The determination that Abner Milton and Joseph Thomas were not patrilineal descendants of Joseph1 was made based upon the Y-DNA test results of a descendant of Abner Milton and those of a descendant of Joseph Thomas. The two results matched each other, but they did not match the results of proven Joseph1 descendants. The fact that the results from the descendant of Abner Milton matched the results from the descendant of Joseph Thomas means that Abner Milton and Joseph Thomas do share a recent common patrilineal ancestor. That ancestor appears to have been the elder Abner, their father. In this case it does not appear that any other man was their father.

The elder Abner married Martha Susan Pack on 15 December 1837.1 Abner Milton was born on 27 May 1841, and Joseph Thomas was born about 1847. So the two sons were born after their parents’ marriage. This seems to eliminate the possibility of a misattributed paternity. If there was not a misattributed paternity, the elder Abner was not a descendant of Joseph1.
Whether the elder Abner was a patrilineal descendant of Joseph1 may never be known because there are no known living male descendants of Abner’s brother Joseph to test. If there was a living male patrilineal descendant of the elder Abner’s brother Joseph, he could be Y-DNA tested. If his results matched those of the descendants of Abner Milton and Joseph Thomas, then Abner could not have been a descendant of Joseph1. This becomes important because in the article it says the parentage of Joab (the elder Abner’s father) is “uncertain.”

Unfortunately, we run into the same problem in investigating the pedigree of Joab. While his only brother, Jacob, is speculative, John Beatty and Di Ann Vick in Joseph Vick of Lower Parish, Isle of Wight County, Virginia and His Descendants could not find any record showing Jacob had a son who produced a son.2 It would be very helpful if there was a patrilineal descendant of Jacob that could be tested. If this descendant matched the Y-DNA of the descendant of Abner Milton and the descendant of Joseph Thomas we would know that Joab also was not a descendant of Joseph1. Through testing descendants from each line we might be able to isolate where the patrilineal bloodline stops from Joseph1.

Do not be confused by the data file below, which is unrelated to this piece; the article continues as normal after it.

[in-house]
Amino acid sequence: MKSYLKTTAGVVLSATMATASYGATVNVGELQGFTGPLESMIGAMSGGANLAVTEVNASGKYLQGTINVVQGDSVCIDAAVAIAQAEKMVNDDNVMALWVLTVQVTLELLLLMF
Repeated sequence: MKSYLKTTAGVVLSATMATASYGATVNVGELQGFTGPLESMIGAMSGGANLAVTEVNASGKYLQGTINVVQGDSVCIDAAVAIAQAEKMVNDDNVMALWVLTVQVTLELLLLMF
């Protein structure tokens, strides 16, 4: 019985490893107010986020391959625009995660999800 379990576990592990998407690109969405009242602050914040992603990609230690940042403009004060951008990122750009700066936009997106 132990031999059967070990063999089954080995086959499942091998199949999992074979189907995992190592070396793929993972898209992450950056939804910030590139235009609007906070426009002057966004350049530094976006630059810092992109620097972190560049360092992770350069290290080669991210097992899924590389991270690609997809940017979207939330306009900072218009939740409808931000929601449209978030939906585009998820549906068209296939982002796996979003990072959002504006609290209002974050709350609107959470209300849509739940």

1 Tennessee State Marriages, 1780-2002 [database on-line]. Provo, UT, USA: The Generations Network, Inc., 2008. Original data: Tennessee State Marriages, 1780-2002. Nashville, TN, USA: Tennessee State Library and Archives. Microfilm.

2Joseph Vick of Lower Parish, Isle of Wight County, Virginia and His Descendants, pp. 364-365

Sunday, March 1, 2009

When Paper Records Are Not Conclusive Y-DNA Testing Can Help

Family history research relies heavily on primary records (e.g. birth, death, and marriage certificates). Sometimes even primary records have mistakes. My wife had an aunt that was born in a small town in Arkansas. The aunt lived there her whole life. Apparently, the aunt never looked at her birth certificate closely until she applied for Social Security. Not having earned much working outside the home, the aunt applied for a spouse’s benefit (based upon her husband’s Social Security earnings).

After reviewing the aunt’s application and birth certificate, the clerk politely pointed out that my wife’s aunt could not collect Social Security benefits against a husband’s account. She said it was because the aunt’s birth certificate said she was a male. While it took some time, the birth certificate was corrected. Even if it had not been, it would not have been hard for a researcher to realize there was a mistake. There were other primary documents that correctly showed her sex, and her children’s birth certificates were a good reference for the fact that she was a female. Sometimes mistakes on primary records cannot be so easily identified. For example, while it is very unusual not to know the identity of a baby’s mother at the time of birth, the identity of the baby’s father may not be correct on the child’s birth certificate.